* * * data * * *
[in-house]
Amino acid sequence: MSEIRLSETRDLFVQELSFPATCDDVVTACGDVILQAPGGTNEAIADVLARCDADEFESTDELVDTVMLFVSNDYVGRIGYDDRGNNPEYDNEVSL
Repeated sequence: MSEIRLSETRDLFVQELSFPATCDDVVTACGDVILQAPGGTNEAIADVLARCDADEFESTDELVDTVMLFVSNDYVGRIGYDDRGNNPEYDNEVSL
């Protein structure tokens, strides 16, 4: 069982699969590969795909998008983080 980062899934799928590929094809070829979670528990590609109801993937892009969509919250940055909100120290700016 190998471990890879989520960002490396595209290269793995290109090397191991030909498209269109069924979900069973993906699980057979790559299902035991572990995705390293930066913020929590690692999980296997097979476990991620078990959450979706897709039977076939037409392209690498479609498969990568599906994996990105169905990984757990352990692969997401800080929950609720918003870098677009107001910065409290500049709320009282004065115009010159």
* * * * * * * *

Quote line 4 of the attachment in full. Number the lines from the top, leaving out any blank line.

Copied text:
């Protein structure tokens, strides 16, 4: 069982699969590969795909998008983080 980062899934799928590929094809070829979670528990590609109801993937892009969509919250940055909100120290700016 190998471990890879989520960002490396595209290269793995290109090397191991030909498209269109069924979900069973993906699980057979790559299902035991572990995705390293930066913020929590690692999980296997097979476990991620078990959450979706897709039977076939037409392209690498479609498969990568599906994996990105169905990984757990352990692969997401800080929950609720918003870098677009107001910065409290500049709320009282004065115009010159």